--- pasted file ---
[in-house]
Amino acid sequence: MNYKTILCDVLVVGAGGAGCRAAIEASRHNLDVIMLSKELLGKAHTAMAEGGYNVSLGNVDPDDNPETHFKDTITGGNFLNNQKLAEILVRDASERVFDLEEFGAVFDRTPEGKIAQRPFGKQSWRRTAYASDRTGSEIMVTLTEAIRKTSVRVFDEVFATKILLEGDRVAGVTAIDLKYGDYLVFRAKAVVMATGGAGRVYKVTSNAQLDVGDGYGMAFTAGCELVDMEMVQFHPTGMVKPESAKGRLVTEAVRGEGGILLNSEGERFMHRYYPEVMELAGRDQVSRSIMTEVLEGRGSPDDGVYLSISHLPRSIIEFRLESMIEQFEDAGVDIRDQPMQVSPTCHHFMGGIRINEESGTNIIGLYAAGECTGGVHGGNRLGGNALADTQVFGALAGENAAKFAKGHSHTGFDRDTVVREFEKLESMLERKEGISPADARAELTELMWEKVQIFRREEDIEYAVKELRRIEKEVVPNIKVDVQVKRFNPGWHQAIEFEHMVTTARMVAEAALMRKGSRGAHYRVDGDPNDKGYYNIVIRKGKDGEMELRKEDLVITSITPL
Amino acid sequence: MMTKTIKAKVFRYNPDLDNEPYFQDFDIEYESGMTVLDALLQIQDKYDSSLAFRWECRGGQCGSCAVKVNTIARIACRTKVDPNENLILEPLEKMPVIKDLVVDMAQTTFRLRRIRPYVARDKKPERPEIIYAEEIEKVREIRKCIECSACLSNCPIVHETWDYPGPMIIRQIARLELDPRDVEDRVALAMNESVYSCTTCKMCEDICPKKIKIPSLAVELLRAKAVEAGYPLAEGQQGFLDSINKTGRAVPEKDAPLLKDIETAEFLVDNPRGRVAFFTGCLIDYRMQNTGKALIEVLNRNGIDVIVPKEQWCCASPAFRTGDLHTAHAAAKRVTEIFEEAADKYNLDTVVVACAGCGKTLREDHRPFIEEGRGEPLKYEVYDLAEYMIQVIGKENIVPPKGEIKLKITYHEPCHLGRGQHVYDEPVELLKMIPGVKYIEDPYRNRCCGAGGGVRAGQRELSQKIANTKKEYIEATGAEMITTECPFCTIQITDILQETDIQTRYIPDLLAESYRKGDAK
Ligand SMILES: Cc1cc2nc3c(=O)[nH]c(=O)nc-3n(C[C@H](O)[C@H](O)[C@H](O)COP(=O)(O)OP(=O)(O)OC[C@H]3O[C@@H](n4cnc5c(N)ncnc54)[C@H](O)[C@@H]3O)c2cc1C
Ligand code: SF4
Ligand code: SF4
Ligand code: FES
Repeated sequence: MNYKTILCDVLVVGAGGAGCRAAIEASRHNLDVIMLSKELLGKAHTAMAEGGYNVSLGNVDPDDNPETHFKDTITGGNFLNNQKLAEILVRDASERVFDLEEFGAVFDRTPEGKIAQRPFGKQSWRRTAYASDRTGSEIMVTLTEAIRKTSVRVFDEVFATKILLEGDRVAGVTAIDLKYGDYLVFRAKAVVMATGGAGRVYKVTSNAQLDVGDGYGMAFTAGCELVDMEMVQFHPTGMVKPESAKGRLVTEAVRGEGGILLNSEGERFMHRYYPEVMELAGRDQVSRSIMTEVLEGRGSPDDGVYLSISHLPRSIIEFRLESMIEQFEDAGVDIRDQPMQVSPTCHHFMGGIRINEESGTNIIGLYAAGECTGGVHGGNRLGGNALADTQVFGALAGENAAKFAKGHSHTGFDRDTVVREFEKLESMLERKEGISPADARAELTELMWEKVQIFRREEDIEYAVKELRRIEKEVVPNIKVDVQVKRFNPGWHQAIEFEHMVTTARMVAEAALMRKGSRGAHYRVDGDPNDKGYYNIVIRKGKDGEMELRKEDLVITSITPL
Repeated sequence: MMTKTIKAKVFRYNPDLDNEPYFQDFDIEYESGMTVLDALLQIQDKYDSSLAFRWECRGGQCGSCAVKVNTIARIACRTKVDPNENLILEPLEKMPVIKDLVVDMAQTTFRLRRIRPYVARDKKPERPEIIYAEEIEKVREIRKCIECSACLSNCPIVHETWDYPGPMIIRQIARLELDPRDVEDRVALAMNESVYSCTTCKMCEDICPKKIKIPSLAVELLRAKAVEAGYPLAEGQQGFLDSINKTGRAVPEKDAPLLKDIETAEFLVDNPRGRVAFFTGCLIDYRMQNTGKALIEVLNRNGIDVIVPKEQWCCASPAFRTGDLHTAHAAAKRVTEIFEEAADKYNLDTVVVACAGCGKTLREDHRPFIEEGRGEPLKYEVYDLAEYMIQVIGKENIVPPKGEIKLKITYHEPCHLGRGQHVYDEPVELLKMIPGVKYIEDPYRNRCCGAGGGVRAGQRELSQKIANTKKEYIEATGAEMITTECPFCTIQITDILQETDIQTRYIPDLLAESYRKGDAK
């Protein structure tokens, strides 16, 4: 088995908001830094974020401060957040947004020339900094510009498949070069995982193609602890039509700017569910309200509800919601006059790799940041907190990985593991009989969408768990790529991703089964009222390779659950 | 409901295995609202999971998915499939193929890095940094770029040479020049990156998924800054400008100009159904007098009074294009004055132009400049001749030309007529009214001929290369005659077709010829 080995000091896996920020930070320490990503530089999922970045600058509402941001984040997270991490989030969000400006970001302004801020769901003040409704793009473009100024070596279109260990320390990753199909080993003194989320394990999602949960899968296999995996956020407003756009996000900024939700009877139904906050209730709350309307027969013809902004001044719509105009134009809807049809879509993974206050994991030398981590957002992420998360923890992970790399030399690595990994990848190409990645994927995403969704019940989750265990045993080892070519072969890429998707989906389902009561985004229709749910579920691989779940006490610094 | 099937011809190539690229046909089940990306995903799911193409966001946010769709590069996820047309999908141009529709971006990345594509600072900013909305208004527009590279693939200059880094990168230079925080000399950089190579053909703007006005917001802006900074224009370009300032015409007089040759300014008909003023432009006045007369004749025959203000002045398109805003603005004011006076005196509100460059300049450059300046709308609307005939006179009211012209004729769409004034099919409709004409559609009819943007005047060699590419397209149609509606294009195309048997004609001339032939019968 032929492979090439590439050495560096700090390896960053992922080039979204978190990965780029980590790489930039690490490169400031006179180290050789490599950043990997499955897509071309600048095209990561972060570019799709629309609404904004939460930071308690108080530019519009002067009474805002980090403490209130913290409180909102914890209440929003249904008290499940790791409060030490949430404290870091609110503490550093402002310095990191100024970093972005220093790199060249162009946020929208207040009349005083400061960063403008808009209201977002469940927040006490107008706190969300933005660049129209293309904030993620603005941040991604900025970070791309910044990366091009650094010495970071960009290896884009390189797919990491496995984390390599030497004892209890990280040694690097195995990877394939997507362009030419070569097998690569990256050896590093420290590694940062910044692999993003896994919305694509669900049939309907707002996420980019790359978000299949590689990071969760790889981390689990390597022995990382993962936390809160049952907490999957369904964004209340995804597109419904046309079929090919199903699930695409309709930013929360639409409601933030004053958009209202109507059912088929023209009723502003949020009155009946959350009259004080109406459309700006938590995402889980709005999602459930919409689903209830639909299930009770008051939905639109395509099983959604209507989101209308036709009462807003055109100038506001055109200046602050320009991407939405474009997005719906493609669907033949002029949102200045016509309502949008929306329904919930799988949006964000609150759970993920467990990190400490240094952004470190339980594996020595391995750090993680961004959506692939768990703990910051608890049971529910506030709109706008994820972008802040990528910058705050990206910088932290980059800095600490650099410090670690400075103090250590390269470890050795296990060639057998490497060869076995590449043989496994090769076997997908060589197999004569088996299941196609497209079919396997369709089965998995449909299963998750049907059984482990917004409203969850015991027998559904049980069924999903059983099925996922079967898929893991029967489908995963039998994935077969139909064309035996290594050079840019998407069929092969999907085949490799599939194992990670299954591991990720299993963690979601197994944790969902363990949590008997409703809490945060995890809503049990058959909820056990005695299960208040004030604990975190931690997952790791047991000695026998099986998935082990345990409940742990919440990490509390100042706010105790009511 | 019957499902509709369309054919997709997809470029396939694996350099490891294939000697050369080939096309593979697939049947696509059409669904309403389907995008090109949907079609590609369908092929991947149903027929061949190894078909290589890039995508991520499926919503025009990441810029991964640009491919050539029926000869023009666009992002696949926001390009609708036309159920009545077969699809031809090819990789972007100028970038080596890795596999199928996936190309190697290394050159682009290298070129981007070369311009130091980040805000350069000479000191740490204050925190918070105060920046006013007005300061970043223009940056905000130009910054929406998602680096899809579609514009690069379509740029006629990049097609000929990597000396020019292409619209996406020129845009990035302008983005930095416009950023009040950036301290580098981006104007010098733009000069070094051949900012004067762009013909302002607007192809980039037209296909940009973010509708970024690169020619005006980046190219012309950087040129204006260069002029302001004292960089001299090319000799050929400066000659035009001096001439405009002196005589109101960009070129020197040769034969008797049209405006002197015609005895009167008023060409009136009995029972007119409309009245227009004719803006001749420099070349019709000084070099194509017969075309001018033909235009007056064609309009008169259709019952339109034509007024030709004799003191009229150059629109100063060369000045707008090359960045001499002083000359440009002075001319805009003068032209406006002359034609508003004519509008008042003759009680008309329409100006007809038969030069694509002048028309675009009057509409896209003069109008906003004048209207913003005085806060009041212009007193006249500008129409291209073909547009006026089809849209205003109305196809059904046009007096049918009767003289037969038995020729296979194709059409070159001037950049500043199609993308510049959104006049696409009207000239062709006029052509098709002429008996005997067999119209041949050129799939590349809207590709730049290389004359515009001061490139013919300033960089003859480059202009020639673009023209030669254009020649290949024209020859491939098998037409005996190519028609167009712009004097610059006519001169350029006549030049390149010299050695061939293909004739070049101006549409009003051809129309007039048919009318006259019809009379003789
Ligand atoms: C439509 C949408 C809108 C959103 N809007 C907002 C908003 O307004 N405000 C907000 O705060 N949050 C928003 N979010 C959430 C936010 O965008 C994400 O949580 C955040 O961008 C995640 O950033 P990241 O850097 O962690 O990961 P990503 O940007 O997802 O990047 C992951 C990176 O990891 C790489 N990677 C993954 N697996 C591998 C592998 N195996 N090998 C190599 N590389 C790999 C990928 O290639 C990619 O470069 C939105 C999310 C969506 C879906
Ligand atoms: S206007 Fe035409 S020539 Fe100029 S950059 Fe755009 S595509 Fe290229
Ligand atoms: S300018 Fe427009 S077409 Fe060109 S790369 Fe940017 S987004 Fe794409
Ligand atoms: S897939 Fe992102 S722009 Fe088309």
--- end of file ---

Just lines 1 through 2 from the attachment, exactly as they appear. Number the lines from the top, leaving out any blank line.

[in-house]
Amino acid sequence: MNYKTILCDVLVVGAGGAGCRAAIEASRHNLDVIMLSKELLGKAHTAMAEGGYNVSLGNVDPDDNPETHFKDTITGGNFLNNQKLAEILVRDASERVFDLEEFGAVFDRTPEGKIAQRPFGKQSWRRTAYASDRTGSEIMVTLTEAIRKTSVRVFDEVFATKILLEGDRVAGVTAIDLKYGDYLVFRAKAVVMATGGAGRVYKVTSNAQLDVGDGYGMAFTAGCELVDMEMVQFHPTGMVKPESAKGRLVTEAVRGEGGILLNSEGERFMHRYYPEVMELAGRDQVSRSIMTEVLEGRGSPDDGVYLSISHLPRSIIEFRLESMIEQFEDAGVDIRDQPMQVSPTCHHFMGGIRINEESGTNIIGLYAAGECTGGVHGGNRLGGNALADTQVFGALAGENAAKFAKGHSHTGFDRDTVVREFEKLESMLERKEGISPADARAELTELMWEKVQIFRREEDIEYAVKELRRIEKEVVPNIKVDVQVKRFNPGWHQAIEFEHMVTTARMVAEAALMRKGSRGAHYRVDGDPNDKGYYNIVIRKGKDGEMELRKEDLVITSITPL